A pioneer cook would no doubt know just what to do with these sweet fall fruits; I did not. The persimmons sat on the kitchen cabinet until my husband pointed out they were starting to get very soft. I knew I had to do something with them or let them go to waste. I went to the handy-dandy internet and found a recipe for persimmon bread, something I thought a pioneer cook might have made if she had gathered a bag of persimmons. The recipe was on the Allrecipes site. I thought it seemed like something with simple ingredients that a pioneer cook would have had in her kitchen (although I do wonder - was cinnamon available? Probably not on the frontier, I would guess.) I substituted pecans for the walnuts and left out the raisins (personal preference - I hate the way they get all swelled-up and soft!)

The worst part of preparing the recipe was making the persimmon pulp. It seemed that it would be impossible to peel the persimmons with a knife, so at first I tried to pull the skin off - it was a mess! Finally, I had the bright idea to scrape the pulp from the skin with a knife, and that worked much better. I was also pleasantly surprised that it was easy to remove the seeds. A persimmon has several seeds about the size of a thumbnail. Once a long time ago, I picked up some wild persimmons and tried to make bread with them - all I remember is that there seemed to be as much seed inside that skin as pulp, and it was almost impossible to separate the pulp from the seed. Of course, these persimmons were a domesticated variety, so the job was easier, and it didn't take as many persimmons to get my one cup of pulp as it would have taken if I had been using wild persimmons. I guess, though, if you didn't have sweets very often, it would be worth it to sort through those wild persimmons to get the pulp.

End result? The bread was very dense (I guess since soda was the only leavening agent) and dark, but moist and sweet. It reminds me a lot of pumpkin bread. It made a nice breakfast, something different from the typical sausage biscuit or cold cereal. The biggest drawback, though, is that this loaf of bread used only a few of the persimmons the man gave us. The rest are still sitting on the cabinet. I might try a cookie recipe, or I might put the rest of the pulp in the freezer to use for more bread later. Any suggestions?

Monday, December 8, 2008

Pumpkin - A Pioneer Cook's Treasure

"Almanzo ate the sweet, mellow baked beans. He ate the bit of salt pork that melted like cream in his mouth. He ate mealy boiled potatoes, with brown ham-gravy. He ate the hame. He bit deep into velvety bread spread with sleek butter, and he ate the crisp golden crust. He demolished a tall heap of pale mashed turnips, and a hill of stewed yellow pumpkin. Then he sighed, and tucked his napkin deeper into the neckband of his red waist. And he ate plum preserves, and strawberry jame, and grape jelly, and spiced watermelon-rind pickles. He felt very comfortable inside. Slowly he ate a large piece of pumpkin pie." -- Farmer Boy, Laura Ingalls Wilder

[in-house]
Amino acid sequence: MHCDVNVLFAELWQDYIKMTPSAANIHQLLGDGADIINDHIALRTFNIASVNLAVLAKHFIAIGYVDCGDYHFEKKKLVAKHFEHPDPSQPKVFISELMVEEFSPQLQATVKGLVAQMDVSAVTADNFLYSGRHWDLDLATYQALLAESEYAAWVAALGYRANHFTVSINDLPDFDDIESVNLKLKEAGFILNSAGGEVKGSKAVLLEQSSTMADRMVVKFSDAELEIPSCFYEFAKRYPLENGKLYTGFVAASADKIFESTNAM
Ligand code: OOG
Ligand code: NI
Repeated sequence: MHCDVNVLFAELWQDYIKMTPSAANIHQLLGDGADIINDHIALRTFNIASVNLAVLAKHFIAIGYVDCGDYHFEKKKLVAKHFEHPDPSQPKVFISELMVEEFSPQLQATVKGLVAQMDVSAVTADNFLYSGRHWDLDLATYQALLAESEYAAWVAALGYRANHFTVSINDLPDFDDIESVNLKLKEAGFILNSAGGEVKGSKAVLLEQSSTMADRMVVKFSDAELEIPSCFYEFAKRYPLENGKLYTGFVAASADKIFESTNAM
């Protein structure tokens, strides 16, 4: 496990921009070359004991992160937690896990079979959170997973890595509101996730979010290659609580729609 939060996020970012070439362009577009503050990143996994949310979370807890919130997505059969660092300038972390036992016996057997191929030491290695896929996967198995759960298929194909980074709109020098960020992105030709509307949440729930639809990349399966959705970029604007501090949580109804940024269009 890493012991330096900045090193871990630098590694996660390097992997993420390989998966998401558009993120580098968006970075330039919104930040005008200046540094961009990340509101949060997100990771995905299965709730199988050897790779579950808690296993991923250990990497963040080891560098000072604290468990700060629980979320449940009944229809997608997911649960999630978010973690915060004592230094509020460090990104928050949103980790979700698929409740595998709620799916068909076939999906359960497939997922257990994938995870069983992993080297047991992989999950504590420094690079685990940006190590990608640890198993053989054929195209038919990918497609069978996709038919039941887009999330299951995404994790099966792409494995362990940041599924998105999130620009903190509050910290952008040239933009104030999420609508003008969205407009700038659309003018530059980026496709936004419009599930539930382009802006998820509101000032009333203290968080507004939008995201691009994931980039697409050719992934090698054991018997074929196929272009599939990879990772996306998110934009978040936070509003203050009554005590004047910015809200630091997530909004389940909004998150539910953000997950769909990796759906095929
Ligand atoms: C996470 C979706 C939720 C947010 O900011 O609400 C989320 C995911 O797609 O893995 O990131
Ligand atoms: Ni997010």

One of the staples of the pioneer diet was pumpkin. Not only could it be prepared in a variety of ways, but it also was one of the few foods that could be kept for a period of time and cooked "fresh" in the era before refrigeration. Stored in a cool, dry place, a pumpkin would go for months before beginning to deteriorate.

If pumpkin pie was on the menu, however, a pioneer cook had some work to do before she could mix up the pie filling. In the rest of this article, I'll outline the process of going from pumpkin to pulp.

First, the seeds and stringy matter inside the pumpkin had to be removed. Most pioneer women probably saved the seeds, either to plant the next season or to roast as a crunchy treat. The easiest way to separate the seeds is to dive right in with one's hands -- although it's not a job for anyone who doesn't like the feeling of something slimy!

Once all the stringy insides were removed, the pioneer cook had two choices of how to prepare the pulp. She could either boil the pumpkin or roast it. To use the boiling method, the cook would cut the pumpkin into chunks.

The chunks were put in a pan with a small amount of water and simmered until they were mushy. The excess moisture was then removed from the pulp. I used a sieve, running the pulp through several times, but a pioneer cook probably would use cheesecloth or something similar.

To roast the pumpkin, large pieces would be placed in a dutch oven and set in the coals until it was soft. Although the pumpkin could be peeled first, I left the skin on - because it's fun to peel it off once the pumpkin has been roasted!